Is there any edge case in which it would be recommended to explicitly check for ,drop and create temp tables at the start of a Stored Procedure instead of just creating them?

Similarly, is there a case when explicitly dropping them at the end of the Stored Procedure is preferable to letting SQL Server clean them up?

2 Answers 2


On Checking for #tbl

It can't hurt to check for the table's existence (and drop it if it exists) at the beginning of the procedure, but it depends on how you want to handle that scenario, and in most cases it's not possible for it to exist already anyway (at least if we're talking about the same #temp table as defined within that stored procedure).

You check for a table's existence using:

IF OBJECT_ID('tempdb..#tablename') IS NOT NULL

You can't check tempdb.sys.tables because the actual name is #tablename__________some hex code, and you shouldn't use OBJECT_ID('...') > 0 because of this potential issue.

Of course, there are exceptions. Two that come to mind:

  • if you call everything #temp, or #t, or #x, then it's possible that such a table already exists from an outer scope prior to calling the procedure. You could make a case that you should just drop it and create your new one in that case, but you could also make the case that this is an error condition you want to know about - so maybe it's okay that CREATE TABLE #x fails.

  • you actually may want to use a #temp table created in an outer scope, and only create one if it hasn't been defined in that outer scope. This is possible and I use this technique all the time, but usually only when I want to capture data from system procedures that I can't easily manipulate myself (e.g. sp_helptext). So I might do this:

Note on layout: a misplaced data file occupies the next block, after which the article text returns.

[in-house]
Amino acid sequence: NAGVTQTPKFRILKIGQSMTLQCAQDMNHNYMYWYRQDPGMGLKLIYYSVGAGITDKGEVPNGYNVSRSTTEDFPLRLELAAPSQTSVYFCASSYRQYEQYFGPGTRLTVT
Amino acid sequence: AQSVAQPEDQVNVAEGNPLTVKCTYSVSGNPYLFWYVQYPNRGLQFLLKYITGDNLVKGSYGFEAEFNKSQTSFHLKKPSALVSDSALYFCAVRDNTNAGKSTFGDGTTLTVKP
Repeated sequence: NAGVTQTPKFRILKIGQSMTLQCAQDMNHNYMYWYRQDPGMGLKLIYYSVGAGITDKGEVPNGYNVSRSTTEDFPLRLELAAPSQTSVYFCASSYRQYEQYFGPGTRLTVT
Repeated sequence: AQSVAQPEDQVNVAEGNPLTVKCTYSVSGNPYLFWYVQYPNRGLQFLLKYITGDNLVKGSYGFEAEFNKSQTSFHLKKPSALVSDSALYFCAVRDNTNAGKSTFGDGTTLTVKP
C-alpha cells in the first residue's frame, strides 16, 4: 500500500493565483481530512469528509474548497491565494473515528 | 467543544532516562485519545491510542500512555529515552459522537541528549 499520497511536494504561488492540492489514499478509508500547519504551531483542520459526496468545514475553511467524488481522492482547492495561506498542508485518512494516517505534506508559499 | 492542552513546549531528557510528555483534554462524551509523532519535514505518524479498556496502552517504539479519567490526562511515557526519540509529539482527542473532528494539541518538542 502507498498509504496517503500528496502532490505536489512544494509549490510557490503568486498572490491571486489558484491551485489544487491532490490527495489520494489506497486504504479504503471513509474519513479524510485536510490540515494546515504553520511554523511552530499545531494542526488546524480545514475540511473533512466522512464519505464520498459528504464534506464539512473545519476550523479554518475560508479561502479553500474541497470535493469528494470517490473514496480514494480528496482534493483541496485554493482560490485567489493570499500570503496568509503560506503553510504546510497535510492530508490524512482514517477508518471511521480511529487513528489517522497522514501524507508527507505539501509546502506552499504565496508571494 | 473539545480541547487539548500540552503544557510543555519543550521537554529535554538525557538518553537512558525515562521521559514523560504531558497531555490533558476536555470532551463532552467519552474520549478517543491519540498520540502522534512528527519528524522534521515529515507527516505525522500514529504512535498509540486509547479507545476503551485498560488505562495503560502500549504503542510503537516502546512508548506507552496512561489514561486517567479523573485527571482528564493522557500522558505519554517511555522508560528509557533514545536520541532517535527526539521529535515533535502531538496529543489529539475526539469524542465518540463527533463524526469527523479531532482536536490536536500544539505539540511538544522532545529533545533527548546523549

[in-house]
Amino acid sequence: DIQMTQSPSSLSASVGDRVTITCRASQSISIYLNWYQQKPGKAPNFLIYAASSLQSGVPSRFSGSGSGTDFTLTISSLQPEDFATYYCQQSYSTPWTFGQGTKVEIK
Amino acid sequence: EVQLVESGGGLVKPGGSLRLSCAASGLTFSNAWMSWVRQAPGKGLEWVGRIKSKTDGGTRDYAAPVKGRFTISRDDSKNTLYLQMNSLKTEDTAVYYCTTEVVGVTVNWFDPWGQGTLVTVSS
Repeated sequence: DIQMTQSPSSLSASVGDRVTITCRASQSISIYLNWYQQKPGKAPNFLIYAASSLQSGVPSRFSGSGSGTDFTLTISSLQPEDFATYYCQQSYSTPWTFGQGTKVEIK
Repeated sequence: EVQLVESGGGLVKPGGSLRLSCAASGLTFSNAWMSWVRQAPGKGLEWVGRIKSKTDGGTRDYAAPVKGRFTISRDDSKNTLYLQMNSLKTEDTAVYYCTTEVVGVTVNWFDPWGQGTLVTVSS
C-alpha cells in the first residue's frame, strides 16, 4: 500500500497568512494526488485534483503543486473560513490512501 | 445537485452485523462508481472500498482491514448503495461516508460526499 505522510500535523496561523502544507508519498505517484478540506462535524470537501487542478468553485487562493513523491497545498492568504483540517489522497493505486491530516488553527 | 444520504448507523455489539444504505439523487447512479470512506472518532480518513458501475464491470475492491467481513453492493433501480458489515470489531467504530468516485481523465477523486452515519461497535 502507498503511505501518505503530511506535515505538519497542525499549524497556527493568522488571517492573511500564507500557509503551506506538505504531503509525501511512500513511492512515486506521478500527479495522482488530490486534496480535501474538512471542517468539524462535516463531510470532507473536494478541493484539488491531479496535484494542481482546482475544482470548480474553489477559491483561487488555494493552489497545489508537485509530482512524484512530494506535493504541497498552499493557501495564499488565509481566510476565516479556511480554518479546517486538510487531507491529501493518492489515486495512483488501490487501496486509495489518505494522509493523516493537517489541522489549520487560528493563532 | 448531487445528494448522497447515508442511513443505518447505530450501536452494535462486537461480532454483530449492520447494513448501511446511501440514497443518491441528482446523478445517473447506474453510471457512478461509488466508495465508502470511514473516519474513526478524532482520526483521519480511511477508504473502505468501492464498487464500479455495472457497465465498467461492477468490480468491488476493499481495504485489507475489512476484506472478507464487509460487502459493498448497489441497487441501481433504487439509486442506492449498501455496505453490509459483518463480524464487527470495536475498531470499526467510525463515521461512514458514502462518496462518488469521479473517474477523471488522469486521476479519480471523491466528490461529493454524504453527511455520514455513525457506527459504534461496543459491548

INSERT #x EXEC sp_helptext @p;
    EXEC dbo.myhelp N'dbo.myhelp'; -- inception
    SELECT [Text] FROM #x;

    This works even though #x is defined outside. That's a terrible example because I'd rather use sys.sql_modules, but I'm sure you get the point and can envision how you might do that with your own procedures.


I think whether you should explicitly drop #temp tables at the end of the procedure is very much up for debate, and hence would be closed as primarily opinion-based; see these excellent blog posts by Paul White, read them thoroughly, and come back and formulate a specific question if all yours aren't answered:


I think it would depend on how you are using temp tables. If SELECT INTO is being used I would test before and drop it at the end. Testing before hand and dropping will prevent unwanted issues down the road that may or may not creep up, it is just good code practice to me.

If you are using CREATE TABLE to first create the temp table I think I would do the same thing just out of habit and trying to keep a standard as to how I develop procedures. With this you could probably get by with just having the drop statement at the end of the procedure, have seen code done with just drops at the end.

If you are on a team, or even if it is just you, come up with a standard and stick to it.


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